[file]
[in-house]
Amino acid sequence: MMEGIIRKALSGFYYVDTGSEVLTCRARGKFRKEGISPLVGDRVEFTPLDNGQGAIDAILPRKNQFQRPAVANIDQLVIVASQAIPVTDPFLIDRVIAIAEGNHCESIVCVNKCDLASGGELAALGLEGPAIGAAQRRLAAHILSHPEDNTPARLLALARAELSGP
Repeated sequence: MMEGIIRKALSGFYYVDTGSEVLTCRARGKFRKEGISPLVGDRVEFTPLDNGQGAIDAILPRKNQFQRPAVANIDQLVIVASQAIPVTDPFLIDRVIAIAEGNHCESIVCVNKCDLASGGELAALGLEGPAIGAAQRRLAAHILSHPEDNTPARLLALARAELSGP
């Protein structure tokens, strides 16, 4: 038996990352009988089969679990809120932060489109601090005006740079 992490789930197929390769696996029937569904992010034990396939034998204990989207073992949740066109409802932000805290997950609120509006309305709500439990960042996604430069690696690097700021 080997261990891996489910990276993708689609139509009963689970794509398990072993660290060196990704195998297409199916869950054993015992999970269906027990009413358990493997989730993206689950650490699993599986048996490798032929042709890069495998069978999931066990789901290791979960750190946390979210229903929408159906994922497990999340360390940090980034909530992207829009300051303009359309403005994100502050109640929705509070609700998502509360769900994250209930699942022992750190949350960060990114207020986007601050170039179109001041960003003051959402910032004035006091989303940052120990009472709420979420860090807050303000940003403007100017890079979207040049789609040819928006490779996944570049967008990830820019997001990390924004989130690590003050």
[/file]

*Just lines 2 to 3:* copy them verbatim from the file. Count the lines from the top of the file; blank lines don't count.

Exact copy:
Amino acid sequence: MMEGIIRKALSGFYYVDTGSEVLTCRARGKFRKEGISPLVGDRVEFTPLDNGQGAIDAILPRKNQFQRPAVANIDQLVIVASQAIPVTDPFLIDRVIAIAEGNHCESIVCVNKCDLASGGELAALGLEGPAIGAAQRRLAAHILSHPEDNTPARLLALARAELSGP
Repeated sequence: MMEGIIRKALSGFYYVDTGSEVLTCRARGKFRKEGISPLVGDRVEFTPLDNGQGAIDAILPRKNQFQRPAVANIDQLVIVASQAIPVTDPFLIDRVIAIAEGNHCESIVCVNKCDLASGGELAALGLEGPAIGAAQRRLAAHILSHPEDNTPARLLALARAELSGP